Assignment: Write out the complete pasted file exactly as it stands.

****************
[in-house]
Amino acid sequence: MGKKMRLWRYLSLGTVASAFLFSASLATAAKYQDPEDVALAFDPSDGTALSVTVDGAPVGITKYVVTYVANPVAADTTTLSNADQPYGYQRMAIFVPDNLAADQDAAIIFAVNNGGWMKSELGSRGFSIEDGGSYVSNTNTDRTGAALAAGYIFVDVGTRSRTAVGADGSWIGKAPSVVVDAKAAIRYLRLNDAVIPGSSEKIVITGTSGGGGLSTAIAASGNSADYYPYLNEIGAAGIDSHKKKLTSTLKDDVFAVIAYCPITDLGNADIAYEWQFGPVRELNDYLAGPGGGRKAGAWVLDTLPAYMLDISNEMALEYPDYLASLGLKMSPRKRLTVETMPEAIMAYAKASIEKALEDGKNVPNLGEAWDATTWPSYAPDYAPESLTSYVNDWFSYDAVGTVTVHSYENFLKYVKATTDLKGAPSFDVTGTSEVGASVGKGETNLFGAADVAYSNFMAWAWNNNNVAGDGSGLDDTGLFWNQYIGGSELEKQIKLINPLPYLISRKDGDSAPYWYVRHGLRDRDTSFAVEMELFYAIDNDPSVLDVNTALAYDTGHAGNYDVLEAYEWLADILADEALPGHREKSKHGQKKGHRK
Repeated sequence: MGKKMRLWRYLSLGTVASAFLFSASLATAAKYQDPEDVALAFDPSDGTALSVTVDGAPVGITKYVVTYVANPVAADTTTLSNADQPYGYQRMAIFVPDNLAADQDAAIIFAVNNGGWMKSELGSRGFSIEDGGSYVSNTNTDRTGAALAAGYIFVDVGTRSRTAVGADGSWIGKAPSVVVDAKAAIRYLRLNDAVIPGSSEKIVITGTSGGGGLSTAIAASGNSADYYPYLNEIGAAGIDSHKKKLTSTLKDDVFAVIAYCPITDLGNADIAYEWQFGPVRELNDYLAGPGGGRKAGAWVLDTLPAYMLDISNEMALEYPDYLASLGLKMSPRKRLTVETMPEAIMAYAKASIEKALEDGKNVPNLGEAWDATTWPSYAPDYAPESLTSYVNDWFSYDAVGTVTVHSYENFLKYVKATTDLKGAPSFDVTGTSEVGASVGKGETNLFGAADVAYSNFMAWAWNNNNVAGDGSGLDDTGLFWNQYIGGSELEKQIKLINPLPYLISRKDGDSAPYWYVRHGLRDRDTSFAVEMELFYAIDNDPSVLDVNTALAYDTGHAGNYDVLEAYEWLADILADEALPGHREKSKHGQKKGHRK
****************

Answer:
[in-house]
Amino acid sequence: MGKKMRLWRYLSLGTVASAFLFSASLATAAKYQDPEDVALAFDPSDGTALSVTVDGAPVGITKYVVTYVANPVAADTTTLSNADQPYGYQRMAIFVPDNLAADQDAAIIFAVNNGGWMKSELGSRGFSIEDGGSYVSNTNTDRTGAALAAGYIFVDVGTRSRTAVGADGSWIGKAPSVVVDAKAAIRYLRLNDAVIPGSSEKIVITGTSGGGGLSTAIAASGNSADYYPYLNEIGAAGIDSHKKKLTSTLKDDVFAVIAYCPITDLGNADIAYEWQFGPVRELNDYLAGPGGGRKAGAWVLDTLPAYMLDISNEMALEYPDYLASLGLKMSPRKRLTVETMPEAIMAYAKASIEKALEDGKNVPNLGEAWDATTWPSYAPDYAPESLTSYVNDWFSYDAVGTVTVHSYENFLKYVKATTDLKGAPSFDVTGTSEVGASVGKGETNLFGAADVAYSNFMAWAWNNNNVAGDGSGLDDTGLFWNQYIGGSELEKQIKLINPLPYLISRKDGDSAPYWYVRHGLRDRDTSFAVEMELFYAIDNDPSVLDVNTALAYDTGHAGNYDVLEAYEWLADILADEALPGHREKSKHGQKKGHRK
Repeated sequence: MGKKMRLWRYLSLGTVASAFLFSASLATAAKYQDPEDVALAFDPSDGTALSVTVDGAPVGITKYVVTYVANPVAADTTTLSNADQPYGYQRMAIFVPDNLAADQDAAIIFAVNNGGWMKSELGSRGFSIEDGGSYVSNTNTDRTGAALAAGYIFVDVGTRSRTAVGADGSWIGKAPSVVVDAKAAIRYLRLNDAVIPGSSEKIVITGTSGGGGLSTAIAASGNSADYYPYLNEIGAAGIDSHKKKLTSTLKDDVFAVIAYCPITDLGNADIAYEWQFGPVRELNDYLAGPGGGRKAGAWVLDTLPAYMLDISNEMALEYPDYLASLGLKMSPRKRLTVETMPEAIMAYAKASIEKALEDGKNVPNLGEAWDATTWPSYAPDYAPESLTSYVNDWFSYDAVGTVTVHSYENFLKYVKATTDLKGAPSFDVTGTSEVGASVGKGETNLFGAADVAYSNFMAWAWNNNNVAGDGSGLDDTGLFWNQYIGGSELEKQIKLINPLPYLISRKDGDSAPYWYVRHGLRDRDTSFAVEMELFYAIDNDPSVLDVNTALAYDTGHAGNYDVLEAYEWLADILADEALPGHREKSKHGQKKGHRK